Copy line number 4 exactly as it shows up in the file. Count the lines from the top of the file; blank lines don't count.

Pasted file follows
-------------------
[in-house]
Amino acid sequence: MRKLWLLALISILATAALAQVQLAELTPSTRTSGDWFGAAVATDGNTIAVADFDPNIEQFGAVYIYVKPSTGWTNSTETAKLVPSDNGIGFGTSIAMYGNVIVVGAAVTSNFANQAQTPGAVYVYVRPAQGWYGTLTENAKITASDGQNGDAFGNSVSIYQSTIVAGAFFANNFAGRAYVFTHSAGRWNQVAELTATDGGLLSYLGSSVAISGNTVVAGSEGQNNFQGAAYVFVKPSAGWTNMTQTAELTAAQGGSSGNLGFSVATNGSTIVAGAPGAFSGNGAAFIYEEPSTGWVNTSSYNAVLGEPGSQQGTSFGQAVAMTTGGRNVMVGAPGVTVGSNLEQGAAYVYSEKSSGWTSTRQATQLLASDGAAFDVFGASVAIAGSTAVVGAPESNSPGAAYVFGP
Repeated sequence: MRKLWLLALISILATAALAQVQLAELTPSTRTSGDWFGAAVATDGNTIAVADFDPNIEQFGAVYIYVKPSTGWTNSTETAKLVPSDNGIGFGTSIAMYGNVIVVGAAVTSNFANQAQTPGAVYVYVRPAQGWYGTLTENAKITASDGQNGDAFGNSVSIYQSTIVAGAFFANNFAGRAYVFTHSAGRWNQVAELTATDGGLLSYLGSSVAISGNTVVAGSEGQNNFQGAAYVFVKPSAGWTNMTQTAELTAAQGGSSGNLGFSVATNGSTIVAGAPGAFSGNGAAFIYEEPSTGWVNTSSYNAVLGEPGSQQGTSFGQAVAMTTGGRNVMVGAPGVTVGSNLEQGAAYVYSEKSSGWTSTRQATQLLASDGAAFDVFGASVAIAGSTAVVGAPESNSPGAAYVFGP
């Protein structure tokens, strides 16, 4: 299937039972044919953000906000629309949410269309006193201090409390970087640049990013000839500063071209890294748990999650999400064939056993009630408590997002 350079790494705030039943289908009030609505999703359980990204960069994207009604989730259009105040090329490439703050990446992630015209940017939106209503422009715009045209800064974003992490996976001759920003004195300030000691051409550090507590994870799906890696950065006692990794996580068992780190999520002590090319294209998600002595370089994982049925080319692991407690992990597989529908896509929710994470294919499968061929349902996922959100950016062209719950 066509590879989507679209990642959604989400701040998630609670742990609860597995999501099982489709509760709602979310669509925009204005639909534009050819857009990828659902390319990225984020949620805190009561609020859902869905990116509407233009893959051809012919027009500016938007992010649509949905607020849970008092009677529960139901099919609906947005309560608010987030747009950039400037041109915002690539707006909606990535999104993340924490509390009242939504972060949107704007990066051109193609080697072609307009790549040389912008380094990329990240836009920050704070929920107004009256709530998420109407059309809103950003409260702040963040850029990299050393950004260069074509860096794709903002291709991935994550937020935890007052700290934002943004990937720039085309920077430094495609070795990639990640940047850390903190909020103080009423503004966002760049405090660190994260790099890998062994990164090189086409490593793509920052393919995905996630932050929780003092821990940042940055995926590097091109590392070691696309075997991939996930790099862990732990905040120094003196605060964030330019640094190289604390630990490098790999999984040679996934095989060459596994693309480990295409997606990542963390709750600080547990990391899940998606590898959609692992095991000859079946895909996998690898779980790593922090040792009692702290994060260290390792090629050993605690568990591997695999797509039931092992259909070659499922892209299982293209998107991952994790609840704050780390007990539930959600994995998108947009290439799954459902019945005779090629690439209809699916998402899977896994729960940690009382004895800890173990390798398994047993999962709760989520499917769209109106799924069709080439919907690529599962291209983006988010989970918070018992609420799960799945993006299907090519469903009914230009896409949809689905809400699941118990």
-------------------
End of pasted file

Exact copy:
């Protein structure tokens, strides 16, 4: 299937039972044919953000906000629309949410269309006193201090409390970087640049990013000839500063071209890294748990999650999400064939056993009630408590997002 350079790494705030039943289908009030609505999703359980990204960069994207009604989730259009105040090329490439703050990446992630015209940017939106209503422009715009045209800064974003992490996976001759920003004195300030000691051409550090507590994870799906890696950065006692990794996580068992780190999520002590090319294209998600002595370089994982049925080319692991407690992990597989529908896509929710994470294919499968061929349902996922959100950016062209719950 066509590879989507679209990642959604989400701040998630609670742990609860597995999501099982489709509760709602979310669509925009204005639909534009050819857009990828659902390319990225984020949620805190009561609020859902869905990116509407233009893959051809012919027009500016938007992010649509949905607020849970008092009677529960139901099919609906947005309560608010987030747009950039400037041109915002690539707006909606990535999104993340924490509390009242939504972060949107704007990066051109193609080697072609307009790549040389912008380094990329990240836009920050704070929920107004009256709530998420109407059309809103950003409260702040963040850029990299050393950004260069074509860096794709903002291709991935994550937020935890007052700290934002943004990937720039085309920077430094495609070795990639990640940047850390903190909020103080009423503004966002760049405090660190994260790099890998062994990164090189086409490593793509920052393919995905996630932050929780003092821990940042940055995926590097091109590392070691696309075997991939996930790099862990732990905040120094003196605060964030330019640094190289604390630990490098790999999984040679996934095989060459596994693309480990295409997606990542963390709750600080547990990391899940998606590898959609692992095991000859079946895909996998690898779980790593922090040792009692702290994060260290390792090629050993605690568990591997695999797509039931092992259909070659499922892209299982293209998107991952994790609840704050780390007990539930959600994995998108947009290439799954459902019945005779090629690439209809699916998402899977896994729960940690009382004895800890173990390798398994047993999962709760989520499917769209109106799924069709080439919907690529599962291209983006988010989970918070018992609420799960799945993006299907090519469903009914230009896409949809689905809400699941118990």